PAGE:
Dining and hospitality has taken a huge hit due to the beer bug. Restaurant week has no doubt have been less profitable for Restauranteurs recently than in the past. It’s been hard to come by a new experience to talk about when it comes to indoor dining, as I’ve been home ordering food off of Grubhub and drinking wine courtesy of WInc. Straight up, 2020 and beyond hasn’t been kind to Hospitality industry. So, for this post, I want you all to walk down memory lane with me back to 2018, when I went to Asiate at the Mandarin Hotel in NYC. I was a student on an assignment with a classmate then, attending NYC College of Technology for its Hospitality Management program.
Asiate is the name of the restaurant of the Mandarin Hotel, it is best restaurant with a view and a fine dining establishment both in food and in presentation. Just like any other hotel, their restaurants are free for anyone to call in, schedule and dine, provided you follow the restaurant’s dress rules and decorum.
-Random aside before I get into the views of the restaurant: I ALWAYS check a fine dining restaurants’ bathroom. Honestly, I check the bathrooms of all the restaurants I eat at. It gives me a good idea of the overall cleanliness of the establishment, and whether I should eat there. But fine dining restaurant bathrooms are especially ornate and fun to visit for some reason or another (Let me know in the comments If you do the same!) -
As you enter Asiate from it’s small yet comfortable waiting area, the very first “view” you see is of Asiate’s massive wine cellar. It’s the picture in this blog post. Never before have I seen such a large, organized and beautiful Wine Cellar. The cellar is made mostly of glass, allowing you to see all the wines Asiate has on shelf. It was lighted, which to me, was reminiscent of hanging lights around your backyard at night. The light reflected off the bottles and how it shone it the dining room was mesmerizing. Watching FoH (front of the house, for those not in the know) get bottles that their clients request from its display cellar was mesmerizing. I really appreciate this level of design and dedication, and it has stuck with me for almost 3 years. This lighted display of wine alone can make Asiate a great candidate for ‘Best Restaurant with a View’ but then I still haven’t spoken about the NYC skyline at Columbus St.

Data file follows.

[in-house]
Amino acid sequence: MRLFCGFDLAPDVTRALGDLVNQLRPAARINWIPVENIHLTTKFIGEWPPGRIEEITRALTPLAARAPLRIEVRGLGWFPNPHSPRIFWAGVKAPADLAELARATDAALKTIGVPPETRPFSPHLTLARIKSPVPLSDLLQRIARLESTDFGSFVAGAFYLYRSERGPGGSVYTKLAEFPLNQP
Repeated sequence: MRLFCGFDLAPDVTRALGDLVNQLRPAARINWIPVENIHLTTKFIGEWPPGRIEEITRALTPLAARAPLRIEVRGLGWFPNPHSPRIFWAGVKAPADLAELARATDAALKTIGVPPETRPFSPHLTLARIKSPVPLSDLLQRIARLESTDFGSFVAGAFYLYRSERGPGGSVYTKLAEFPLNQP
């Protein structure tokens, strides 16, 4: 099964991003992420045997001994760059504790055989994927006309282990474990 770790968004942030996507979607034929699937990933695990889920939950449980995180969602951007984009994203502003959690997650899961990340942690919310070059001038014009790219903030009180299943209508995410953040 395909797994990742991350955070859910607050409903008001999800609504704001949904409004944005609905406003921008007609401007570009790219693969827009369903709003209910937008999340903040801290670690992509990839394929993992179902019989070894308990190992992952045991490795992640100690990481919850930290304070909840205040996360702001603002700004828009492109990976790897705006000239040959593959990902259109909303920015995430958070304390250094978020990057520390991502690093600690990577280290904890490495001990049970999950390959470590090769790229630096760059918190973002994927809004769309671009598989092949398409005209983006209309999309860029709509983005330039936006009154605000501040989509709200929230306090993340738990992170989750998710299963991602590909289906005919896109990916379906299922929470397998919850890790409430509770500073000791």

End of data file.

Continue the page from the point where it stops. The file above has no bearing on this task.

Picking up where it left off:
Setting aside the marvelous cellar view that Asiate has, the actual dining room fans out down and to the right as you enter it. Descending a few short steps to get to you dining table faces you away from the cellar display, and towards Columbus Street. I was fortunate enough to get a table in the center of the dining room, so I could pick a sight to look at as I waited for waited for my courses. The Columbus St. Skyline is the tried-and-true cityscape, the wide and bright horizon, the tall concrete buildings, and the buzzing cars and tourists, when seen at night, are very reminiscent to a sea of stars. There’s something very surreal about a cityscape, about the tall, dizzying buildings that pierce night sky. Above all, it’s the energized pace and motion of the city that draws me to it. And I believe that NYC is one the best at creating that surrealistic feeling.
My meal just as big a star player in my experience as the views were. I had the Seared Fois Gras and Braised Short Rib, which earned a spot in my top 3 food experiences ever (the first being Jean Georges, maybe I’ll tell that story someday) with a free desert, a courtesy from our server to college students. I remember that the first time I’d ever eaten Fois Gras was at Asiate. It’s without question an acquired taste. It paired really well with the kumquats and brioche. The Braised Short Rib was an aged cut of beef that had deep, slow cooked beef flavors, and the delicious fat of that short rib glosses your entire palate before melting in your mouth. Unfortunately, I cannot remember the wine I ordered that day. I don’t think I was as heavily invested in wine then like I am now. It’s a shame. But now I can go back there when it opens and have a good look at Asiate’s wine menu.
I don’t think the term ‘View’ has to be about the shot of the sea or major landmark near or around the restaurant. The establishment itself can create a memorable view that you can derive fulfillment from. Asiate, to me, fits that bill. Asiate is one the best restaurants NYC has to offer and shows why almost immediately after you’ve let into the dining room. When Asiate re-opens, I hope you get the opportunity see why I hold Asiate in such high regard.